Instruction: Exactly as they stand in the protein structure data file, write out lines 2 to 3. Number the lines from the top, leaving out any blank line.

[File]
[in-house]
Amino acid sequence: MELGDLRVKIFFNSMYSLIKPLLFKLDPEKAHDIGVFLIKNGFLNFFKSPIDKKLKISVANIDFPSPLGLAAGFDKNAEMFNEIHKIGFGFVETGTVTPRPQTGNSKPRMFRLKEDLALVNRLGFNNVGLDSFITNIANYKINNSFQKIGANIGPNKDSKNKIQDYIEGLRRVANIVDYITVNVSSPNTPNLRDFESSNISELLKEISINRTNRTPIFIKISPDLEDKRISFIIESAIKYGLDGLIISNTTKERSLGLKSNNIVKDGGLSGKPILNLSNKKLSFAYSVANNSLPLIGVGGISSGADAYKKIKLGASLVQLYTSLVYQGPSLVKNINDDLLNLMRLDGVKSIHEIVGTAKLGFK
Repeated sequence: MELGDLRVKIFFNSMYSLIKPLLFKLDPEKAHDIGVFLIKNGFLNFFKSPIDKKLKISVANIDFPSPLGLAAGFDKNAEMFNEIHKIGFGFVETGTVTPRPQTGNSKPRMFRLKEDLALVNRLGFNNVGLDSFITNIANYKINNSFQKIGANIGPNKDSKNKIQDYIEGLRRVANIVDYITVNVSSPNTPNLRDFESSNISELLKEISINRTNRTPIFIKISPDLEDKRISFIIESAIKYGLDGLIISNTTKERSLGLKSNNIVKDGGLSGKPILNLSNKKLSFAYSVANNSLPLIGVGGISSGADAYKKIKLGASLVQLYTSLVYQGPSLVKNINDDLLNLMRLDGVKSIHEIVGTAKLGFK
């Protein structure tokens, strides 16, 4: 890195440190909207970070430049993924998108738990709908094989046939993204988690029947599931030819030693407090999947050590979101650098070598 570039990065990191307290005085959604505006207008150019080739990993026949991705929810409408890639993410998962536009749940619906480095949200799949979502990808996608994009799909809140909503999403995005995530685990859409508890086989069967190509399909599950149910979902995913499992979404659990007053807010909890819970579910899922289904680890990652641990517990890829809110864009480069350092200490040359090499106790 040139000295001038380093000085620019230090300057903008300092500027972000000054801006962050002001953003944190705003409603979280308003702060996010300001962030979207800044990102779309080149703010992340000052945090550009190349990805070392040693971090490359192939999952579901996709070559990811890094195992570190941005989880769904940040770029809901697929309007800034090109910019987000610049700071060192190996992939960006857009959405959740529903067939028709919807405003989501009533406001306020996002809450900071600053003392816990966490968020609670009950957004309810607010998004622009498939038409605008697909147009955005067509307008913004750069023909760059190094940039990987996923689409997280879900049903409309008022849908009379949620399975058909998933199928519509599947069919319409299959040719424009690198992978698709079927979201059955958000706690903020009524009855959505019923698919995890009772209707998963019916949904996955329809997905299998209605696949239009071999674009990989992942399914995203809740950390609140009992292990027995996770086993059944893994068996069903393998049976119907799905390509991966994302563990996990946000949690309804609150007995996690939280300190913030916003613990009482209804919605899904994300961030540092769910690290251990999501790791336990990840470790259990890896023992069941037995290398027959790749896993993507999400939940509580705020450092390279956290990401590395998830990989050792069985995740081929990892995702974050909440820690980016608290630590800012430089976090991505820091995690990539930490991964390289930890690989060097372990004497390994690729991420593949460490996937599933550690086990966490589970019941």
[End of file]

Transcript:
Amino acid sequence: MELGDLRVKIFFNSMYSLIKPLLFKLDPEKAHDIGVFLIKNGFLNFFKSPIDKKLKISVANIDFPSPLGLAAGFDKNAEMFNEIHKIGFGFVETGTVTPRPQTGNSKPRMFRLKEDLALVNRLGFNNVGLDSFITNIANYKINNSFQKIGANIGPNKDSKNKIQDYIEGLRRVANIVDYITVNVSSPNTPNLRDFESSNISELLKEISINRTNRTPIFIKISPDLEDKRISFIIESAIKYGLDGLIISNTTKERSLGLKSNNIVKDGGLSGKPILNLSNKKLSFAYSVANNSLPLIGVGGISSGADAYKKIKLGASLVQLYTSLVYQGPSLVKNINDDLLNLMRLDGVKSIHEIVGTAKLGFK
Repeated sequence: MELGDLRVKIFFNSMYSLIKPLLFKLDPEKAHDIGVFLIKNGFLNFFKSPIDKKLKISVANIDFPSPLGLAAGFDKNAEMFNEIHKIGFGFVETGTVTPRPQTGNSKPRMFRLKEDLALVNRLGFNNVGLDSFITNIANYKINNSFQKIGANIGPNKDSKNKIQDYIEGLRRVANIVDYITVNVSSPNTPNLRDFESSNISELLKEISINRTNRTPIFIKISPDLEDKRISFIIESAIKYGLDGLIISNTTKERSLGLKSNNIVKDGGLSGKPILNLSNKKLSFAYSVANNSLPLIGVGGISSGADAYKKIKLGASLVQLYTSLVYQGPSLVKNINDDLLNLMRLDGVKSIHEIVGTAKLGFK